Online Christmas Tree Permits Available for Bighorn National Forest | Big Horn Radio Network | Wyoming

Online Christmas Tree Permits Available for Bighorn National Forest

Written by on October 27, 2020

Some people say it’s too early to decorate for Christmas – but it’s not too early to plan for it, especially if your plan involves a visit to a national forest.

Christmas tree permits for Bighorn National Forest are now available for purchase online. Forest officials opened the permit period yesterday, Oct. 26, on the Bureau of Land Management’s recreation hub, recreation.gov.

Andrew Johnson, Forest Supervisor, says this is a significant and important change for everyone hoping to add an authentic Wyoming pine tree to their Christmas décor. The online platform for permit purchases will give everyone more options. “This will make it easier for families to enjoy the age-old tradition of harvesting a Christmas tree,” he said.

There are several important things to remember should you choose Bighorn National Forest as the provider of your Christmas tree:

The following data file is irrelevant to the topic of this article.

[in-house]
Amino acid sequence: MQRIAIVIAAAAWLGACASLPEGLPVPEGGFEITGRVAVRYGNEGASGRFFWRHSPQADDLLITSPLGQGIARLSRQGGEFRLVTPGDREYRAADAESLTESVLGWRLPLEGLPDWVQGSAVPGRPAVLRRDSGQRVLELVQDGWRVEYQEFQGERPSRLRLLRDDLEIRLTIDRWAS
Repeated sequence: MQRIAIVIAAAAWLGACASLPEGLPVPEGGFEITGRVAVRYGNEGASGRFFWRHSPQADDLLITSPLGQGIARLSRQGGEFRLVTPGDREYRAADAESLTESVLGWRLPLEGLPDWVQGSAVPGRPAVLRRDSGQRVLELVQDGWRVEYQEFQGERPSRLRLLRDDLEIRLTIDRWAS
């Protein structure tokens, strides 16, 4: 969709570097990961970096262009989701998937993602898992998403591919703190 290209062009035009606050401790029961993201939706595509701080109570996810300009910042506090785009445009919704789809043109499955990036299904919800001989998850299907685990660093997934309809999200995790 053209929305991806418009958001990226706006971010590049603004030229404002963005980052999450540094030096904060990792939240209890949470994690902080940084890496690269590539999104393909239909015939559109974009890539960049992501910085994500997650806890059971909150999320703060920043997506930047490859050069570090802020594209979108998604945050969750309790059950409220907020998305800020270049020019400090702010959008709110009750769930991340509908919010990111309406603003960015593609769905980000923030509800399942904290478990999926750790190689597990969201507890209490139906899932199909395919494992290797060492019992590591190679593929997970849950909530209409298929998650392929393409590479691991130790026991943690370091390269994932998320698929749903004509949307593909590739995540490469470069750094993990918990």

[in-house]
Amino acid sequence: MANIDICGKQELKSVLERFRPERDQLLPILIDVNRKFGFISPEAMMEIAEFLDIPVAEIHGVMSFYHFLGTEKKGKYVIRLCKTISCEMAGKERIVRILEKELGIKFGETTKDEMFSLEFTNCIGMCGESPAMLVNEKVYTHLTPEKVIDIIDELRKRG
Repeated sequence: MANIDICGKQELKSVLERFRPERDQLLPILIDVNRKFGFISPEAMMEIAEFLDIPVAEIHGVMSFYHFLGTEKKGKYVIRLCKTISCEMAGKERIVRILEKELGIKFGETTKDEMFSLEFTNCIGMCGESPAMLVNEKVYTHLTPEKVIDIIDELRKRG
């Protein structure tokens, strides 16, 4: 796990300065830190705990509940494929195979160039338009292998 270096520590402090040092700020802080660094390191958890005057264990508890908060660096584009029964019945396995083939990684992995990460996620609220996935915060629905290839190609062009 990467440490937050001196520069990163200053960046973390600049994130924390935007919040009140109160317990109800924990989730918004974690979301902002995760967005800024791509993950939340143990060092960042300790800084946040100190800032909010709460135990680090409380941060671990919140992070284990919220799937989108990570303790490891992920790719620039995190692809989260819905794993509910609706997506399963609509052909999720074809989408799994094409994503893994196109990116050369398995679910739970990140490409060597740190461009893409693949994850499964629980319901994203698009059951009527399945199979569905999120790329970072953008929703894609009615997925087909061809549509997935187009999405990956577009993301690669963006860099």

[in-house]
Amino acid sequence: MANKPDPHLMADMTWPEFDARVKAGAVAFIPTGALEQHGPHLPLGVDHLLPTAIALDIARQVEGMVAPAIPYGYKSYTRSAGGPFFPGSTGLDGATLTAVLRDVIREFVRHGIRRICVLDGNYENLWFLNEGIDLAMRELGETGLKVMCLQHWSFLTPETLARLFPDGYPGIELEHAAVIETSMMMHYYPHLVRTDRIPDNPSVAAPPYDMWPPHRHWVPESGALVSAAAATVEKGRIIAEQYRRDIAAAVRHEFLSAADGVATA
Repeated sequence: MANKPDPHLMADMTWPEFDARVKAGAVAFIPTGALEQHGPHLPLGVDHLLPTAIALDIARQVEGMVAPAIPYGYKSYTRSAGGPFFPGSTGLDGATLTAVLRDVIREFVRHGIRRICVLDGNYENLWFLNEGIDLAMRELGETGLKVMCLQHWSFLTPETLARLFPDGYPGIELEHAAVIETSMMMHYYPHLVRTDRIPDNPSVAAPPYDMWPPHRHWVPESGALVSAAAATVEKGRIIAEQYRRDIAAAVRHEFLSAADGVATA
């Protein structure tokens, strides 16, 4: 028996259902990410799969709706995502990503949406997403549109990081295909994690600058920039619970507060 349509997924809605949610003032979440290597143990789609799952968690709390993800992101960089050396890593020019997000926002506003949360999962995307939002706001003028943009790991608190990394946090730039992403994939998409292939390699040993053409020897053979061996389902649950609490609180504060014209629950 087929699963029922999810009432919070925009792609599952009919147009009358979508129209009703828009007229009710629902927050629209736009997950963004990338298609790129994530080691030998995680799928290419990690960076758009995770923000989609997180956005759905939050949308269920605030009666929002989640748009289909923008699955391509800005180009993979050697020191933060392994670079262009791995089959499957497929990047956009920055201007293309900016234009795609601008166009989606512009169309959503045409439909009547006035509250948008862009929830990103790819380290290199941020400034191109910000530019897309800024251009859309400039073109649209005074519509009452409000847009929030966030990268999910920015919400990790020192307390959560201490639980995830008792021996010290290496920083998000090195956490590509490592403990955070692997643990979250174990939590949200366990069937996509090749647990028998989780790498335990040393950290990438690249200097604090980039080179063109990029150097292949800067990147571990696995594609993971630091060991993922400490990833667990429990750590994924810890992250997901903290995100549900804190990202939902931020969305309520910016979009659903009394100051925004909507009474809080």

• Bighorn Christmas tree permits are valid only for trees on land managed by the Bighorn National Forest.
  • A maximum of five permits is allowed per individual. This means five trees at $8 per tree
  • Each permit is good for one tree up to 10 feet tall, with a 6-inch maximum stump height
    • For trees greater than 10 feet tall, an additional permit is required.
  • No partial cuts, no “tops of the trees.” You take the full tree or no part of it
  • Trees cannot be cut in Cloud Peak Wilderness, within 300 feet of cabins, lodges, resorts, campgrounds, picnic grounds, and administrative sites such as Ranger Stations, or within 100 feet of State Highways.
    • Trees along Forest Roads can be cut

All these rules and restrictions are solely for Bighorn National Forests. Other forests may make permits available later this year, and will likely have similar stipulations, but there may be some important differences you’ll need to be aware of.

More than just a festive gesture to Wyoming communities, forest officials say these Christmas tree purchases are important for forest health, reducing dense populations of small-diameter trees.

An online permit purchase doesn’t mean the old ways are completely abandoned. Permits for Bighorn National Forest can still be purchased in person at the district offices in Buffalo, Greybull, and Sheridan. Just make sure to call ahead before you visit as some offices may be doing curbside service.

For more information on Christmas tree permits, visit the Bighorn National Forest’s website: www.fs.usda.gov/main/bighorn/passes-permits/forestproducts


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